Area 28.72 km2
|Mayor Petar Paunov|
Kyustendil (Bulgarian: ) is a town in the far west of Bulgaria, and the capital of the Kyustendil Province. The town is situated in the southern part of the Kyustendil Valley, near the borders of Serbia and the Republic of Macedonia; 90 km southwest of Sofia, 130 km northeast of Skopje and 243 km north of Thessaloniki. The total population counts 44,532 people, with a Bulgarian majority and Roma minority. During the Iron Age, a Thracian settlement was located within the town, later known as Roman Pautalia in the 1st century AD. In the Middle Ages, the town switched hands between the Byzantine Empire, Bulgaria and Serbia, prior to Ottoman annexation in 1395. The town was liberated in 1878 from the Ottoman Empire. It is named after Konstantin Dragaš, a 14th-century regional lord.
- Map of Kyustendil
- Kyustendil bulgaria
- Yoseph kiosso speech 25 10 02 in peshev house kyustendil
Map of Kyustendil
Yoseph kiosso speech 25 10 02 in peshev house kyustendil
Kyustendil is a national balneological resort at an altitude of 600 metres. There are more than 40 mineral springs in the town. The waters have a high content of sulfite compounds. These are used for the treatment of the locomotory system, gynecological and other kinds of diseases. The resort region includes several baths, balneological complexes and others.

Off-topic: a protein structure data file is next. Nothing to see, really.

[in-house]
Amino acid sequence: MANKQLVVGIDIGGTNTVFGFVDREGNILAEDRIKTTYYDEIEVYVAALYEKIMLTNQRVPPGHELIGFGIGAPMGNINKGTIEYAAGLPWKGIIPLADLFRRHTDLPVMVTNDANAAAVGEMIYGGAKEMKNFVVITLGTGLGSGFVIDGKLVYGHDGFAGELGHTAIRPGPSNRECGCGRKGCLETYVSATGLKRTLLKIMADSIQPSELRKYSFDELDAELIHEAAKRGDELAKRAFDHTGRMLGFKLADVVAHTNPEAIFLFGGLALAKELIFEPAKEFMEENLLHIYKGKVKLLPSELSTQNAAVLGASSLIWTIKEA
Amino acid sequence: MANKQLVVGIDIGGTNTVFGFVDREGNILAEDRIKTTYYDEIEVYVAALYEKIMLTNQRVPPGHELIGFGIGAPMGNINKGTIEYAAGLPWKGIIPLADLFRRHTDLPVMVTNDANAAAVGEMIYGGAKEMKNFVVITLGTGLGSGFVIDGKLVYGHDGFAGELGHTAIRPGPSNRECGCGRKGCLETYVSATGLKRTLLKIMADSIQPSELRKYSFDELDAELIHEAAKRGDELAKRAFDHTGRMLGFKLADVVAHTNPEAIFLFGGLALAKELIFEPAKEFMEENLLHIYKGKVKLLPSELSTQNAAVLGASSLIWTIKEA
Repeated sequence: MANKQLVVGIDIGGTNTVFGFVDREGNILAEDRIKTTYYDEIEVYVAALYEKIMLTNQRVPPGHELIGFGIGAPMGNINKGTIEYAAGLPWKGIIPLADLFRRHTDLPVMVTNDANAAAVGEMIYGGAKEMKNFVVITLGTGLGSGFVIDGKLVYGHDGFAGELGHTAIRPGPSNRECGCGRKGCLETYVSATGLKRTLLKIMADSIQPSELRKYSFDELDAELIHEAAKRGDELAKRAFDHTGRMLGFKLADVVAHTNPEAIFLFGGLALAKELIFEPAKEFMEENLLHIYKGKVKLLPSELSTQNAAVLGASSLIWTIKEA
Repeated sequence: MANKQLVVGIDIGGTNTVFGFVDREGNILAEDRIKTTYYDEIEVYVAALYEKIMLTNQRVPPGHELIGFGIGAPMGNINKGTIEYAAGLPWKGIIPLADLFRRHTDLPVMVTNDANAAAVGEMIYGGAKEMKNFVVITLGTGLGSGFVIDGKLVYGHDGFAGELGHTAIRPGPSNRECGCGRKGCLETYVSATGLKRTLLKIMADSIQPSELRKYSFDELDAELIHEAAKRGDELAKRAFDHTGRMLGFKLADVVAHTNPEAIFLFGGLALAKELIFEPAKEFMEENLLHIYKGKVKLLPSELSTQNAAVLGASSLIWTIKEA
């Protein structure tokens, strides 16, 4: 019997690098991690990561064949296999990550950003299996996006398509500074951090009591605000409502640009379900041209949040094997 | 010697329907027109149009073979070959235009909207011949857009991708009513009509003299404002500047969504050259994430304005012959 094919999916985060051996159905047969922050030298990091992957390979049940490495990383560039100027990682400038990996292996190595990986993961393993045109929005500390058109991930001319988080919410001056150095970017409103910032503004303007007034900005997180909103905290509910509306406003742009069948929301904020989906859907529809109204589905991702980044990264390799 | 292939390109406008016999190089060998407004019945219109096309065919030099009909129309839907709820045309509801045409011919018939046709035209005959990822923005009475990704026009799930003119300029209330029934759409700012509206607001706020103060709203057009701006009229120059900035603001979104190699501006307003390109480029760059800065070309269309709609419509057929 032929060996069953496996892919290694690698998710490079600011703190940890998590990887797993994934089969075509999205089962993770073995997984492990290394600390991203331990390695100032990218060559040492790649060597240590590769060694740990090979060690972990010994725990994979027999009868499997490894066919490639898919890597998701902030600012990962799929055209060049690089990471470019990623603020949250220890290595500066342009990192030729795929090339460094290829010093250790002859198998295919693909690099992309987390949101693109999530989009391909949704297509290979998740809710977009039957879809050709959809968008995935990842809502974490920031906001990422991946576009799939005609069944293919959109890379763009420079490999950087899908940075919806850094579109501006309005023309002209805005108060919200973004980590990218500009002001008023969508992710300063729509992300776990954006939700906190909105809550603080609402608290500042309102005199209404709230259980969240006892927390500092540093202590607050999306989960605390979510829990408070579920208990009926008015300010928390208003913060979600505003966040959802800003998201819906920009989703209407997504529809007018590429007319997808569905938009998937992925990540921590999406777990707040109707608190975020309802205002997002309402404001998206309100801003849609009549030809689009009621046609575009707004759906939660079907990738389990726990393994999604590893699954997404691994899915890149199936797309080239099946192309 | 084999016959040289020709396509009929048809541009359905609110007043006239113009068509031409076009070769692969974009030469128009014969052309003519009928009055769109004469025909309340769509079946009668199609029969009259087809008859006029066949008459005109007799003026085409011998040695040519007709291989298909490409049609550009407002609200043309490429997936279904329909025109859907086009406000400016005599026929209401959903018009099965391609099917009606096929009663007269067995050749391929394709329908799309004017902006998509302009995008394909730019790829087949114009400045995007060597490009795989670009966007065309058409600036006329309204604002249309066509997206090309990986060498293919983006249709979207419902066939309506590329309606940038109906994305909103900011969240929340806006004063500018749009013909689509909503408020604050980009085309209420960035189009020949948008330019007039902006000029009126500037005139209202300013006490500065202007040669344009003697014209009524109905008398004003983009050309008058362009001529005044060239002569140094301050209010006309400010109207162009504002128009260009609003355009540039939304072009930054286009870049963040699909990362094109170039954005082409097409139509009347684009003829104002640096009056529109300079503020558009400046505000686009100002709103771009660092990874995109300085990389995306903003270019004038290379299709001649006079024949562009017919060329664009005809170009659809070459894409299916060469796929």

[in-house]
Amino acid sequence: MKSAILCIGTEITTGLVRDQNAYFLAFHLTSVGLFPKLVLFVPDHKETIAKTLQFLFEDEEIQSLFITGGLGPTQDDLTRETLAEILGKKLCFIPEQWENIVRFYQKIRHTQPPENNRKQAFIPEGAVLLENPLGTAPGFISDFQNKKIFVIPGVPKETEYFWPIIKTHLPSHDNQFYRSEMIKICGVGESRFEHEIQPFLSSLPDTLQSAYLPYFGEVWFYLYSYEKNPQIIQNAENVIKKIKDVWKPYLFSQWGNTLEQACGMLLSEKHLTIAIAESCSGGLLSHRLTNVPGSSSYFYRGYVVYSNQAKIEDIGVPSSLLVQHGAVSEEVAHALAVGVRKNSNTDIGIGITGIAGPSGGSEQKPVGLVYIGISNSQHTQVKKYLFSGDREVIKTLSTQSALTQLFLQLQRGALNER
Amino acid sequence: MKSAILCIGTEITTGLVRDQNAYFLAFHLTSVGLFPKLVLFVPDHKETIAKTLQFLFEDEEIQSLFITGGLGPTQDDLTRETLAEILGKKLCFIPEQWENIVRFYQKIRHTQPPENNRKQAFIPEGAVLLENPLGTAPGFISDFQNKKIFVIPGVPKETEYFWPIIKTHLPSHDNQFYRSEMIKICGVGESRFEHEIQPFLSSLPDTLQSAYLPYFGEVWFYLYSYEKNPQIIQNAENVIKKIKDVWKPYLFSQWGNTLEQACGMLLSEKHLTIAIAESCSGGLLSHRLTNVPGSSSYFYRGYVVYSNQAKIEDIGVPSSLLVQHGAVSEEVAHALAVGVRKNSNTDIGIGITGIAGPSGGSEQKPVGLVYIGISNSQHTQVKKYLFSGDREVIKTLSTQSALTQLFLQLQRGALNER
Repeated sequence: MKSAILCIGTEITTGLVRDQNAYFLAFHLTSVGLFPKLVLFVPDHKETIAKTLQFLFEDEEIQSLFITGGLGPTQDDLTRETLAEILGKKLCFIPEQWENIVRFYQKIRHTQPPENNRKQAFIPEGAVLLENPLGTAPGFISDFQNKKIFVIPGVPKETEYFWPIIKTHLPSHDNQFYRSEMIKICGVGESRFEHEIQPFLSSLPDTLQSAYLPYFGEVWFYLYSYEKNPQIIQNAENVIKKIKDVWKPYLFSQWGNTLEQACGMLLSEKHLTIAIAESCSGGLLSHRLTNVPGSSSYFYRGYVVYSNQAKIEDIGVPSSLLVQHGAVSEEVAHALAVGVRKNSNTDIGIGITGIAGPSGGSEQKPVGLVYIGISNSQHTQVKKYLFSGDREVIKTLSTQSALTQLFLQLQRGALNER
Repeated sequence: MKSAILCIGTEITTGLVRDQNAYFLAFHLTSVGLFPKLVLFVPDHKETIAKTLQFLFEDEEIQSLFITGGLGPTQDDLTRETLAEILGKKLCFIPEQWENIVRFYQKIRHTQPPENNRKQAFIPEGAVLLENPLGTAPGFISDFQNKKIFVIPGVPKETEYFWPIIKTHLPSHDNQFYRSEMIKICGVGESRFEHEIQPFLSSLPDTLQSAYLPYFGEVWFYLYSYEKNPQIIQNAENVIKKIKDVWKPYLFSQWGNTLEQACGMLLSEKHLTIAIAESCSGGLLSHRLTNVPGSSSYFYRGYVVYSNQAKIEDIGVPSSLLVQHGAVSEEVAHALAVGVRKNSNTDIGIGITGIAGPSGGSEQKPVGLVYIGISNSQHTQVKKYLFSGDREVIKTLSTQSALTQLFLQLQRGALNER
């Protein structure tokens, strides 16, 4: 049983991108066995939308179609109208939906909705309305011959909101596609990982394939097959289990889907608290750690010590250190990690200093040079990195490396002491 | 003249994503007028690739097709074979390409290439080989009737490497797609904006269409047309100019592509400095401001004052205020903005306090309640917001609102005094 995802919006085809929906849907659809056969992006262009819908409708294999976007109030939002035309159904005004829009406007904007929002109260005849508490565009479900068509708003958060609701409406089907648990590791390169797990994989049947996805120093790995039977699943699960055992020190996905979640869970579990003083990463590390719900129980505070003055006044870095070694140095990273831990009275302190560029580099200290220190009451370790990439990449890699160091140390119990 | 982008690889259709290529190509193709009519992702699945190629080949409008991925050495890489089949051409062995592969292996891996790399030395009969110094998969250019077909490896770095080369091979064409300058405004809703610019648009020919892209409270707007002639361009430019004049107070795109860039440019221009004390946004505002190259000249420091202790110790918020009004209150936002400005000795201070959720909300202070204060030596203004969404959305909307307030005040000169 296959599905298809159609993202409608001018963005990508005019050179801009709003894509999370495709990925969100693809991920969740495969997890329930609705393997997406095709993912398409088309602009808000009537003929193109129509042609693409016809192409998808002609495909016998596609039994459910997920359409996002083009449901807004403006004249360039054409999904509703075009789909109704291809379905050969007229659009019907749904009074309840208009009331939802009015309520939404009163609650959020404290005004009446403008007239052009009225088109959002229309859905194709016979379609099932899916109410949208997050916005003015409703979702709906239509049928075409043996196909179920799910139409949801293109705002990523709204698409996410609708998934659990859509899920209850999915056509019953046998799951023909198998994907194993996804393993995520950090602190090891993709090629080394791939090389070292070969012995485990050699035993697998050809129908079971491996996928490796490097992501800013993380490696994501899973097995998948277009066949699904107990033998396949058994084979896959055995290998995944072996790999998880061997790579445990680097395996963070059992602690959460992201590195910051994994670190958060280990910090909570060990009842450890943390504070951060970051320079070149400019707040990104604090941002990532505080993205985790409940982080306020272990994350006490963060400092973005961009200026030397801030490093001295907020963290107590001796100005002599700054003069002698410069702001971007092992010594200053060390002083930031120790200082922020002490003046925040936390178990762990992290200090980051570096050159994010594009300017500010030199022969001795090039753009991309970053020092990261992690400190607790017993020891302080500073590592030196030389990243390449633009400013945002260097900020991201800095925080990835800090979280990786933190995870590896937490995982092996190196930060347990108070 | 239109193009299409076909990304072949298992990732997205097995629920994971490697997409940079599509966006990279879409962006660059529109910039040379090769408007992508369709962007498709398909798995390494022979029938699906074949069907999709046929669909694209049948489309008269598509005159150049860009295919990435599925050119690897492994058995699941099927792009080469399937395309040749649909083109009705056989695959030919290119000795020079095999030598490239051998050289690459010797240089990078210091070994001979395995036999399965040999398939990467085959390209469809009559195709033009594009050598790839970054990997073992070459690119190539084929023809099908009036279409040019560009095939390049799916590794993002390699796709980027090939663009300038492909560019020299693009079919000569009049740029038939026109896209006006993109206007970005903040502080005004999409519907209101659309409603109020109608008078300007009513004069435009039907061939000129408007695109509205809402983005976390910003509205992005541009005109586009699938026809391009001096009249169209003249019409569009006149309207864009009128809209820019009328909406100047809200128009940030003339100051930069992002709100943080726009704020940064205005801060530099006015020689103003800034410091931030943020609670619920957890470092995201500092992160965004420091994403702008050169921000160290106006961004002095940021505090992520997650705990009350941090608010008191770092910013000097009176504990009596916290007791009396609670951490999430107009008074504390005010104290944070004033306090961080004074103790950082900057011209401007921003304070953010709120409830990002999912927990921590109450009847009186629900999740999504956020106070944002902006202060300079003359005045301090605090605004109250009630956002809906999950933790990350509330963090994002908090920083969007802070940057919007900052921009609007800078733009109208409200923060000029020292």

Kyustendil is located at the foot of the Osogovo mountain, on both banks of the Banshtica River and is a well-known centre of balneology and fruit growing. The town is 90 kilometres southwest of Sofia, 69 km northwest of Blagoevgrad and 22 km from the border with the Republic of Macedonia and Serbia. The fortress was built by the Romans. Thermae, basilicas, floor mosaics have been uncovered.
A Thracian settlement was founded at the place of the modern town in the 5th-4th centuries BC and the Romans developed it into an important stronghold, balneological resort and trade junction called Pautalia (Thracian for "town of springs") in the 1st century AD, when it was administratively part of Macedonia. Many Thracian and Roman objects are exhibited in the towns Regional History Museum, most notably an impressive numismatic collection. A fortress was built in the town in the 4th century (known by its later Ottoman name Hisarlaka).
Kyustendil today belongs to the Sofia diocese in regards of church-administrative structure. The city is the center of the vicarage and the Kyustendil Eparchy. In the past, Kyustendil was the seat of the diocese, that latter was closed in 1884. The majority of the urban population profess the Orthodox faith today, there are several Christian denominations associated with Protestantism and a small Jewish community. During Ottoman rule Kyustendil had mostly Turkish population profess Islam but of the many mosques of the time, are now saved only two. Today the city has only Christian churches operating.